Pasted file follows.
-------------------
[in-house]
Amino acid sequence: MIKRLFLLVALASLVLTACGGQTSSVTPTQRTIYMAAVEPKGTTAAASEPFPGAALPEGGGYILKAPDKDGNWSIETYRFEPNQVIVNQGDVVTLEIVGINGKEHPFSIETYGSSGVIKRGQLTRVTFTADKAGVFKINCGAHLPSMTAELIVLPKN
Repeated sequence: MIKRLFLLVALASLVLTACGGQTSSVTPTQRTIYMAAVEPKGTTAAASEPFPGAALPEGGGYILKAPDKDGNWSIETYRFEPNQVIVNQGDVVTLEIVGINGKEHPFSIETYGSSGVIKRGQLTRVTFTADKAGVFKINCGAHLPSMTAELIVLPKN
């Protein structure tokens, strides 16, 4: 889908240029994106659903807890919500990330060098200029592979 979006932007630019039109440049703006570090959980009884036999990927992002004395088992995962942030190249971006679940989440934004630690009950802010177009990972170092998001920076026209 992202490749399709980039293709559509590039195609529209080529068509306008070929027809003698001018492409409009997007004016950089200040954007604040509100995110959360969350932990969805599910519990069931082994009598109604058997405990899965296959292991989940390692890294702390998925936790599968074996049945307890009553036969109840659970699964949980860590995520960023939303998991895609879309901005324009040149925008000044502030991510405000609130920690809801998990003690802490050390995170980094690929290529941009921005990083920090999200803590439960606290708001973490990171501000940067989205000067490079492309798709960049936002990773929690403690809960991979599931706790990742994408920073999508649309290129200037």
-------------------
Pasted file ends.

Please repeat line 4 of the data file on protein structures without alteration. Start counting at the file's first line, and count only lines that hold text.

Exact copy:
């Protein structure tokens, strides 16, 4: 889908240029994106659903807890919500990330060098200029592979 979006932007630019039109440049703006570090959980009884036999990927992002004395088992995962942030190249971006679940989440934004630690009950802010177009990972170092998001920076026209 992202490749399709980039293709559509590039195609529209080529068509306008070929027809003698001018492409409009997007004016950089200040954007604040509100995110959360969350932990969805599910519990069931082994009598109604058997405990899965296959292991989940390692890294702390998925936790599968074996049945307890009553036969109840659970699964949980860590995520960023939303998991895609879309901005324009040149925008000044502030991510405000609130920690809801998990003690802490050390995170980094690929290529941009921005990083920090999200803590439960606290708001973490990171501000940067989205000067490079492309798709960049936002990773929690403690809960991979599931706790990742994408920073999508649309290129200037």